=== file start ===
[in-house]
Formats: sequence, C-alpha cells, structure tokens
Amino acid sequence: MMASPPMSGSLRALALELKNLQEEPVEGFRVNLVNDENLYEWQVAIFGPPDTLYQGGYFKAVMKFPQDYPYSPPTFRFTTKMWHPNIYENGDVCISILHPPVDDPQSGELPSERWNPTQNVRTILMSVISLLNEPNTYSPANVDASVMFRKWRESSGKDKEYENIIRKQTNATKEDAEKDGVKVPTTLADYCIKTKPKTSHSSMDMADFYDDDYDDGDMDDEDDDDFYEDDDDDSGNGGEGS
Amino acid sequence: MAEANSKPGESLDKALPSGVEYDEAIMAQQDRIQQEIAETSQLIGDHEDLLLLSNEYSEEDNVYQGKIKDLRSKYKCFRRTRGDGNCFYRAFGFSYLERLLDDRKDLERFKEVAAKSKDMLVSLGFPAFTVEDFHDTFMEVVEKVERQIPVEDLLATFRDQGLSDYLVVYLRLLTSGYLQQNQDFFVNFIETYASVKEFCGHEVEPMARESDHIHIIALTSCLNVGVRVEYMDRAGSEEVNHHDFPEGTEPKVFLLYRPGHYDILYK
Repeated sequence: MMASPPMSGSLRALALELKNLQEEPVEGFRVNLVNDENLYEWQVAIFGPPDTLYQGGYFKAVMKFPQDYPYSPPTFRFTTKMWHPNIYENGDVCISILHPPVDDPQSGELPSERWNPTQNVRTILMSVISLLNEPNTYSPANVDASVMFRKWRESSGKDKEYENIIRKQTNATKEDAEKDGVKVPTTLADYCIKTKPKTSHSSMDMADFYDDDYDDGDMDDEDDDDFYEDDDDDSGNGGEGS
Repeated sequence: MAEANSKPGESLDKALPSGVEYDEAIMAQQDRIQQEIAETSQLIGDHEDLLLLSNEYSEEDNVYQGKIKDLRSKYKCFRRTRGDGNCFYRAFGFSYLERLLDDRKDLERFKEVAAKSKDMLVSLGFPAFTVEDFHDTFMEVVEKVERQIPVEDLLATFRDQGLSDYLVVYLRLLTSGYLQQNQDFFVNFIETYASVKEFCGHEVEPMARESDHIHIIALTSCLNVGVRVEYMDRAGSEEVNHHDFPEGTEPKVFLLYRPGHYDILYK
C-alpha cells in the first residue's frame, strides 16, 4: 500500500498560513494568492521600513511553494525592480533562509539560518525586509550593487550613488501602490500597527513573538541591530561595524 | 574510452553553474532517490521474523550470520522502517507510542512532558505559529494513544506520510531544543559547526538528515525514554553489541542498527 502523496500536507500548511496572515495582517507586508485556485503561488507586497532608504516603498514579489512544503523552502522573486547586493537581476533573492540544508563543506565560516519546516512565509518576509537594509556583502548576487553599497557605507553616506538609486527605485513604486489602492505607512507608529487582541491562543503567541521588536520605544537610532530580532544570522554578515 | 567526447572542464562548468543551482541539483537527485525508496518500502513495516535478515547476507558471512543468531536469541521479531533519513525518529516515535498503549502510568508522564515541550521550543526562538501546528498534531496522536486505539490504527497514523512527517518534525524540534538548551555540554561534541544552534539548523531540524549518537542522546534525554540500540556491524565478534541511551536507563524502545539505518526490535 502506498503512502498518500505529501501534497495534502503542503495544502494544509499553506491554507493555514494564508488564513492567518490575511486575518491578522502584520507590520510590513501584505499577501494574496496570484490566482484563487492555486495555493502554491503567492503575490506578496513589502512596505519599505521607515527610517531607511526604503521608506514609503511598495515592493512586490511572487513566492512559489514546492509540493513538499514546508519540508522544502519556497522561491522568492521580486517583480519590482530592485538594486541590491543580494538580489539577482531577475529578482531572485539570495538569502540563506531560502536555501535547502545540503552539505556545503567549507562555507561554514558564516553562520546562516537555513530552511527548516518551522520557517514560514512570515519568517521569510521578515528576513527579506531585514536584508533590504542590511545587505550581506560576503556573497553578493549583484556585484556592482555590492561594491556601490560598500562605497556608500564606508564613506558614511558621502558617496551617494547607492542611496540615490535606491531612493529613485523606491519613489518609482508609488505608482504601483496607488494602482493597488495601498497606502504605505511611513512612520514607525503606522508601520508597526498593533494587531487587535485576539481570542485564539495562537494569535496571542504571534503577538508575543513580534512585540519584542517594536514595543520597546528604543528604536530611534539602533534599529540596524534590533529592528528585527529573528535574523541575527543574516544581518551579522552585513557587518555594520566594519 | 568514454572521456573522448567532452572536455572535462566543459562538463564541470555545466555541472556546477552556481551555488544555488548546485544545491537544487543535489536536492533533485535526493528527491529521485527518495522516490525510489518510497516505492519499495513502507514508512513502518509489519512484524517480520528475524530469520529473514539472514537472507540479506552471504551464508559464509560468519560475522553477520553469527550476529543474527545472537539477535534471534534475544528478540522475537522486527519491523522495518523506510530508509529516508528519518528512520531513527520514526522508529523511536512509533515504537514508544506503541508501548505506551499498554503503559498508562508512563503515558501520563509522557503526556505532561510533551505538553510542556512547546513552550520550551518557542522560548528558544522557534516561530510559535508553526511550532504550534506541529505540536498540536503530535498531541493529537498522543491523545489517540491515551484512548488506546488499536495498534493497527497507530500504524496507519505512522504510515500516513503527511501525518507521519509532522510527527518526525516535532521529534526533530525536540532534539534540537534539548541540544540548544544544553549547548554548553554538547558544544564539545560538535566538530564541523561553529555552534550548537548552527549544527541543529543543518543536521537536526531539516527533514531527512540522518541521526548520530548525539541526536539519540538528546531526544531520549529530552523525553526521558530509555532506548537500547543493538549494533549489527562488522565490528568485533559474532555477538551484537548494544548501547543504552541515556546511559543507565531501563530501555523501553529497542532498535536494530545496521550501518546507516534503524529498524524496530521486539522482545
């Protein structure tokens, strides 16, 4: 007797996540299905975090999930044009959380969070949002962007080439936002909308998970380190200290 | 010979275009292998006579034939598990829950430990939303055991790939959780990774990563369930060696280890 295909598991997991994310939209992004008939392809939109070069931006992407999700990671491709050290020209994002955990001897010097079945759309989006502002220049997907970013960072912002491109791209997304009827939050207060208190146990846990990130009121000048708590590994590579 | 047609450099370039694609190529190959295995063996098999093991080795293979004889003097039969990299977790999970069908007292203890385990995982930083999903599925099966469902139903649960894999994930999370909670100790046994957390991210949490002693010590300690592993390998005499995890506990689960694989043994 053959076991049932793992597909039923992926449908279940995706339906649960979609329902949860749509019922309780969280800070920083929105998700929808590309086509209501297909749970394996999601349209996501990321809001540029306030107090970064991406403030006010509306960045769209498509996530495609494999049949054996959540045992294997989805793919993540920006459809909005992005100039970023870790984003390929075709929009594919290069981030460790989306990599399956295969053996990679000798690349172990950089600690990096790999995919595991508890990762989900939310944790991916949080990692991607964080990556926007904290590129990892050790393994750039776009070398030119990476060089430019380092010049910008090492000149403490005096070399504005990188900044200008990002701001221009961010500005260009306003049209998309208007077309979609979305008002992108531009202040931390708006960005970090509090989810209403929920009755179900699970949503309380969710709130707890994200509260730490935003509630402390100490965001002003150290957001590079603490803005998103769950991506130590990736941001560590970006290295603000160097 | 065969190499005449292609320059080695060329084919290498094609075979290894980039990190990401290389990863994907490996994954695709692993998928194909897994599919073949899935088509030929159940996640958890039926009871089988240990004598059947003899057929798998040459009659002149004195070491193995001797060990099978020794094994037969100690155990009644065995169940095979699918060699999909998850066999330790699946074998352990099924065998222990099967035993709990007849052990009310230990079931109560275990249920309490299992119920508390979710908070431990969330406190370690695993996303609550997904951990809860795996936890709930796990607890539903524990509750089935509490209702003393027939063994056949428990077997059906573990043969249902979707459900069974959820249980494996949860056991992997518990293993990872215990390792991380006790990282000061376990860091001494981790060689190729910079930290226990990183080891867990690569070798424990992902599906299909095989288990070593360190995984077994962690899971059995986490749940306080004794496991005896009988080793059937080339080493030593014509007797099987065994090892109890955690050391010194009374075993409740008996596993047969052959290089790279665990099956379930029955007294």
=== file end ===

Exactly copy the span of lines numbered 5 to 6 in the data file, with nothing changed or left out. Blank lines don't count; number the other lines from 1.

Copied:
Repeated sequence: MMASPPMSGSLRALALELKNLQEEPVEGFRVNLVNDENLYEWQVAIFGPPDTLYQGGYFKAVMKFPQDYPYSPPTFRFTTKMWHPNIYENGDVCISILHPPVDDPQSGELPSERWNPTQNVRTILMSVISLLNEPNTYSPANVDASVMFRKWRESSGKDKEYENIIRKQTNATKEDAEKDGVKVPTTLADYCIKTKPKTSHSSMDMADFYDDDYDDGDMDDEDDDDFYEDDDDDSGNGGEGS
Repeated sequence: MAEANSKPGESLDKALPSGVEYDEAIMAQQDRIQQEIAETSQLIGDHEDLLLLSNEYSEEDNVYQGKIKDLRSKYKCFRRTRGDGNCFYRAFGFSYLERLLDDRKDLERFKEVAAKSKDMLVSLGFPAFTVEDFHDTFMEVVEKVERQIPVEDLLATFRDQGLSDYLVVYLRLLTSGYLQQNQDFFVNFIETYASVKEFCGHEVEPMARESDHIHIIALTSCLNVGVRVEYMDRAGSEEVNHHDFPEGTEPKVFLLYRPGHYDILYK